Rail

San Francisco rolls out first of new Siemens light rail vehicles

Posted on November 20, 2017

Siemens newly-developed light rail vehicle is based on its Model S200 and is especially energy-efficient thanks to a light-weight drive system that recuperates braking energy and an LED lighting system that uses up to 40% less electricity than standard neon lighting.
Siemens
Siemens newly-developed light rail vehicle is based on its Model S200 and is especially energy-efficient thanks to a light-weight drive system that recuperates braking energy and an LED lighting system that uses up to 40% less electricity than standard neon lighting.
Siemens

The first Siemens-built light rail vehicle for San Francisco entered revenue service. The new light rail vehicles will be built at the Siemens plant in Sacramento, Calif. In total, the company will deliver 219 light rail vehicles for San Francisco’s Municipal Transportation Agency (SFMTA), Siemens’ largest order for light railcars placed in the U.S.

“An incredible amount of work went into making sure these state-of-the-art, once-in-a-generation vehicles are going to work well for Muni riders for many years to come,” said SFMTA Director, Transportation, Ed Reiskin. “When we initiated the contract, it was the largest light rail vehicle contract ever awarded in the United States and we are pleased that this project is ahead of schedule.”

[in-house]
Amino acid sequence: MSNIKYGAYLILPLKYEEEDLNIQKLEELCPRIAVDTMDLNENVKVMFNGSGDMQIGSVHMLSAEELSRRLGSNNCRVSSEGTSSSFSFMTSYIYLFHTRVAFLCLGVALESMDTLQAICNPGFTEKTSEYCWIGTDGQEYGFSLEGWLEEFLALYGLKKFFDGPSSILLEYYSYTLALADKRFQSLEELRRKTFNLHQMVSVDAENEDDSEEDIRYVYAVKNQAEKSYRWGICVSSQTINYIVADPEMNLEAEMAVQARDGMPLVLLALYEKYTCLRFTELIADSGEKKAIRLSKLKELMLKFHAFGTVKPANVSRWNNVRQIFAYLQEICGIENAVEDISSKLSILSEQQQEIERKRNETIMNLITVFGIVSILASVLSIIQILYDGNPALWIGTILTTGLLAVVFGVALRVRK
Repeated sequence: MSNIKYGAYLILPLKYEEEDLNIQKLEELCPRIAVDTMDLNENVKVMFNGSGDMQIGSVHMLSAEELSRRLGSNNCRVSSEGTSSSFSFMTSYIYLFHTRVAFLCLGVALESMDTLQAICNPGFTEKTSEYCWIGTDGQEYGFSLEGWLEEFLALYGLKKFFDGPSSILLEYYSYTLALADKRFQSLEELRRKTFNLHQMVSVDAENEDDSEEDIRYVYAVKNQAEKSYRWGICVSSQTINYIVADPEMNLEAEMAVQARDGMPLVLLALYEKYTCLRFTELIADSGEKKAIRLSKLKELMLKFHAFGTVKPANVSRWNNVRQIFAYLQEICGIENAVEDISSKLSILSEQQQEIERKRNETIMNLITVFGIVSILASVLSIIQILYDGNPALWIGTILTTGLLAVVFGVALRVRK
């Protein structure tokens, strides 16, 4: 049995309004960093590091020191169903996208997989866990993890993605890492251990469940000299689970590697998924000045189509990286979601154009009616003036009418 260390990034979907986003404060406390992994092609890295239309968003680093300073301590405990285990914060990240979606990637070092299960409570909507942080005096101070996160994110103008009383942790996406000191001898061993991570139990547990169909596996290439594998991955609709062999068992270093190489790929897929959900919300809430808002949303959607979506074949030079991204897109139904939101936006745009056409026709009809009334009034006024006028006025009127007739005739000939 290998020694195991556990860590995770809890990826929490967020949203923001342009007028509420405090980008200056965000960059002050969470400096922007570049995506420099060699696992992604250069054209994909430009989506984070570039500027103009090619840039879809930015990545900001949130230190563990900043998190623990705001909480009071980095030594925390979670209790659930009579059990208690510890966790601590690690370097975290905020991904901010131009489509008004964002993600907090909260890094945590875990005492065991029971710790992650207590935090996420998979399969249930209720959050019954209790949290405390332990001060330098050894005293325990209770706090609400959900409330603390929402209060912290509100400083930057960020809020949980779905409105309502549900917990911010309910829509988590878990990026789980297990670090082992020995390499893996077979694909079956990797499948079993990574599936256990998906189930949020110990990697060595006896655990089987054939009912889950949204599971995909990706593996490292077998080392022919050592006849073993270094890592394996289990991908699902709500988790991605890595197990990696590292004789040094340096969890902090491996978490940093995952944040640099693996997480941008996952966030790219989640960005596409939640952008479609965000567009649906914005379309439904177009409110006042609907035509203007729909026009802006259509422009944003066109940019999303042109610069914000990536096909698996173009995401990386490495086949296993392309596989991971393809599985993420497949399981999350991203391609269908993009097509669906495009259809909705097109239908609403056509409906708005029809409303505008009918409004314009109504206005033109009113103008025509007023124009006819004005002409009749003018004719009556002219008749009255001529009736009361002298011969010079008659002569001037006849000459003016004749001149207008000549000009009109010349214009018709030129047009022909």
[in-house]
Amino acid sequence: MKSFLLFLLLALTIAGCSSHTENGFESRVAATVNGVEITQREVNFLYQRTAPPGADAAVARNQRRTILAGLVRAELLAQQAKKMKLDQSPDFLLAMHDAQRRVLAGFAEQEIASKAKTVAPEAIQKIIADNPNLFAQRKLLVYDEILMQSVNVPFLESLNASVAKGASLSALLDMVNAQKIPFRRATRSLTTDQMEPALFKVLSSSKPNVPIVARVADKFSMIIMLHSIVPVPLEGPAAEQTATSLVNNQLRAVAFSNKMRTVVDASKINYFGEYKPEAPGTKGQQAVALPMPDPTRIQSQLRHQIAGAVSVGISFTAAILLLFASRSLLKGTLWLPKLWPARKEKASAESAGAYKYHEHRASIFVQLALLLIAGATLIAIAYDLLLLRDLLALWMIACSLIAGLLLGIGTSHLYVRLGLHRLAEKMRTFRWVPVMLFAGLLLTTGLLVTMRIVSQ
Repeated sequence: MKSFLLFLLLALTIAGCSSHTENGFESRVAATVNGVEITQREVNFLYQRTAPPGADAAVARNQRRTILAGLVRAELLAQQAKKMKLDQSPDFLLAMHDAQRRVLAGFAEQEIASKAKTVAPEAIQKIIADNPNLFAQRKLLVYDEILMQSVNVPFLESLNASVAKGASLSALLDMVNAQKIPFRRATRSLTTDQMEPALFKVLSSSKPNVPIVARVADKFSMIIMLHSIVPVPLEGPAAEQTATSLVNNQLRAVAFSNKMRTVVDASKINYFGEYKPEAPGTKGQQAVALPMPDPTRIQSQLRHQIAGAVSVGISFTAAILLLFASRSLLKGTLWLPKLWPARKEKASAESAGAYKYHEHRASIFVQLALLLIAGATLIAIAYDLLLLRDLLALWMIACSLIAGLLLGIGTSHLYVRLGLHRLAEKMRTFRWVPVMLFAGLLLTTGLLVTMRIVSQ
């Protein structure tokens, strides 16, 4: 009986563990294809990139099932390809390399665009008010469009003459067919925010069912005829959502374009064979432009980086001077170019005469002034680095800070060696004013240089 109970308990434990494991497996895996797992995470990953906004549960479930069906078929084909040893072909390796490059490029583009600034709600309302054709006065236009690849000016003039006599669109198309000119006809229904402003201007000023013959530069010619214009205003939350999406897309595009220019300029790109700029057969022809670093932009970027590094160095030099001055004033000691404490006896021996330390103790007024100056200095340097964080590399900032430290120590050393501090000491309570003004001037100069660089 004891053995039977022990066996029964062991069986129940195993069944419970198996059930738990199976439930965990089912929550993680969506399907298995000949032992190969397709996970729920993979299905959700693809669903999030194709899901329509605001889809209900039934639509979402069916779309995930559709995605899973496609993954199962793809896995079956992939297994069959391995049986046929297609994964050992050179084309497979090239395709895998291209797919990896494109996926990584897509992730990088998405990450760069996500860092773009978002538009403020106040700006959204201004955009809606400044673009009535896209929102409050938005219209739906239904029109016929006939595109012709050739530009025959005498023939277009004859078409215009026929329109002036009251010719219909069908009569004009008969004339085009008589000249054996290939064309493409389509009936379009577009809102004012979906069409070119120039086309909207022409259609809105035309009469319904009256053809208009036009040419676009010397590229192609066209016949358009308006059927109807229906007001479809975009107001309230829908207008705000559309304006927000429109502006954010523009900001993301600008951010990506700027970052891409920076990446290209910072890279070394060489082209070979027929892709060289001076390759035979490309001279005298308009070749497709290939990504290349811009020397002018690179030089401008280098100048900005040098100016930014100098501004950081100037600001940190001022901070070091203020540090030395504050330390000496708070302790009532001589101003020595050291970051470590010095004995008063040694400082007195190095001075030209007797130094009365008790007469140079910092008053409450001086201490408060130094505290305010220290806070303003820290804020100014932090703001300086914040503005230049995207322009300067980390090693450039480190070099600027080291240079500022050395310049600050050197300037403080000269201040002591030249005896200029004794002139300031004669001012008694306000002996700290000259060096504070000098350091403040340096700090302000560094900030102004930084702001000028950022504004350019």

“The start of the revenue service is an important milestone not only for Siemens and SFMTA, but also for the more than 700,000 passengers who use San Francisco’s transportation system per day. The new trains will contribute to the growing demand for mass transit in the booming metropolis,” said Sabrina Soussan, CEO of the Siemens Mobility Division.

Siemens newly-developed light rail vehicle is based on its Model S200 and is especially energy-efficient thanks to a light-weight drive system that recuperates braking energy and an LED lighting system that uses up to 40% less electricity than standard neon lighting. The trains for SFMTA include features informed by public input including a new seating configuration, new interior color schemes, and new exterior design.

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